Piano Songs "I offer My life" by Don Moen
Using this popular Worship Song by Don Moen we will be solidifying what we have
learned about common chord progressions, voice leading, ear training, and
modulation to a different key also called transposing.
Piano Songs "I offer My life" by Don Moen
My goal with this lesson is to re-enforce and demonstrate some piano theory concepts as well as your ear using this very popular worship song.
If you are a keyboard player in a worship band at church or just interested in playing worship song as a solo pianist you will find this lesson and the videos helpful.
The first thing you will need to do to get the most from this lesson is to listen to a version of I offer my life so that you can pick out the melody at least.
As this site is geared toward traing your ear as an important part of your musicianship taking the time to pick out the melody and the basic key of the song will help you to develop this critical skill.
(HINT) Listen closely to the root or bass motion most often payed by the Bass Guitar. It will help you with finding the chords being used.
There are many versions of the song on the web such as the one below.
In this song the chorus is played in two different keys, F major and G major. It may be helpful to you to review the lesson on Diatonic Chords which is very useful and important information to digest.
The song uses the I , IIm, IIIm, IV and V chords in both those keys with a modulation in the release (or bridge) to the key of Ab.
Note: I have heard many live versions that leave out the bridge which I did not include in the chord chart below. It is mentioned in the video.
To keep it simple in the arrangement below we will be dealing with the verse and repeating chorus of the song.
In live performance in a worship setting many times the worship leader will signal a particular verse or chorus to play again depending on his leading.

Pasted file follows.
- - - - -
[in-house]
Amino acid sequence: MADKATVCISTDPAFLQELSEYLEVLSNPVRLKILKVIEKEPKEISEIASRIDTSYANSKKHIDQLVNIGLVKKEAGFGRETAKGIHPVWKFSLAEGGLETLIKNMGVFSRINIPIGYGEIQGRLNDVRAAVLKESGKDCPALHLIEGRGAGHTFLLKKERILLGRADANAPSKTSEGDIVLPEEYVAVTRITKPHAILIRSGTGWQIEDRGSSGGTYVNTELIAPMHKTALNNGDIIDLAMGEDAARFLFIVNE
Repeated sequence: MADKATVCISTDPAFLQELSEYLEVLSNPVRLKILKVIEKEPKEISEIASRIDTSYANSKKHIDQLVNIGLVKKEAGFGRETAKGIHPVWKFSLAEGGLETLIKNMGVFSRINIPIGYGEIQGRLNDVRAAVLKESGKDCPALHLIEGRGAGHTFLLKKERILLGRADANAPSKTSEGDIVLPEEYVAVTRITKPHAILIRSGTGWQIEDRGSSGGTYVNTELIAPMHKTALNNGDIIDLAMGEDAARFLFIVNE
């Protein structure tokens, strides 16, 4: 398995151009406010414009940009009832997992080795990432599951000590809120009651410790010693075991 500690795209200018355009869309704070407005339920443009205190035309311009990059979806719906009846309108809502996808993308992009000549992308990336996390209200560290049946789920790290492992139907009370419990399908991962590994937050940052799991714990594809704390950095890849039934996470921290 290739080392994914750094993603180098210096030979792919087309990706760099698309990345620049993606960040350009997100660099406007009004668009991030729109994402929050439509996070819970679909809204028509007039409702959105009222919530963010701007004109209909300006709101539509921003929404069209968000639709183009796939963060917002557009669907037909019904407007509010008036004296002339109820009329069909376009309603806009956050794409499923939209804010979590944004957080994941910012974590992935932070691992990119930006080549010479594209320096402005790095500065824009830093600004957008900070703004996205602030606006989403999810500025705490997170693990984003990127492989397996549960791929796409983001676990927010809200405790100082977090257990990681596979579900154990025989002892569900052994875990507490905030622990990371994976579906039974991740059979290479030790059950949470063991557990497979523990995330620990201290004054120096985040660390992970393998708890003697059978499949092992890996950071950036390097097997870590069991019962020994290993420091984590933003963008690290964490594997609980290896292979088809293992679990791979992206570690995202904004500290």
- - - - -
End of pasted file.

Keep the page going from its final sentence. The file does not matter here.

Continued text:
Knowing the progression for the verse or chorus will help you to make those on the fly transitions.
This song uses all diatonic chords in the key of F major and G major. Diatonic chords are those chords directly related to a particular key with the I, IV and V chords being major, the II, III, and VI chords being minor and the VII chord being diminished.
The Chorus is a variation on the I, vi, ii V progression which is very common in lots of music.
You may want to review the lesson on piano chord progressions
for more insight on this widely used progression and some great exercises that
will help you transition from chord to chord.
New Concept Modulation
A modulation happens when the song changes from one Key to another. In the example on the chord chart the song modulates after the first chorus from the Key of F major to the Key of G major.
In the video version there is modulation to the key Eb after the first chorus before going to the key of G major for the last choruses.
Modulations are used to add variety, interest and to add emotional impact to a song.
Many piano students spend too much TIME learning how to play
the piano and not enough time PLAYING THE PIANO!
Years upon years of studying various techniques, music theory,
and 'level' after 'level. It makes piano teachers a lot of
money but learning music doesn't have to be that way.
If you want to start playing ALL of your favorite hymns and
congregational songs by ear right away, I've definitely found
something that's going to help you do just that.
Jermaine Griggs,the pioneer of the award-winning Gospel Keys
learning system, has come up with 3 simple steps to playing
gospel music so you won't waste any time at all.
In fact, it'll virtually cut your learning time in half! I
copied and pasted the most important parts below so you can get
a general idea.
HERE IT GOES...
Step One: Determining the Melody
Step Two: Harmonizing the Melody
Step Three: Adding the Bass
These three steps are not super complicated theories that
require several years of experience. In fact, they were designed
for the total beginner with absolutely no musical experience.
What most people don't understand is that most songs follow
patterns. If you've been mistakenly learning songs, one by one,
you're only exercising your ability to MEMORIZE chords --- and
that's exactly why it takes SO LONG to learn just one song.
If you concentrate on LEARNING PATTERNS, you'll never go wrong
because songs are built on repeating patterns. You should NEVER
EVER have to memorize over 100 songs when they all share the
same exact CHORDS, PROGRESSIONS, AND PATTERNS.
Click here for more information: Hear and play Gospel
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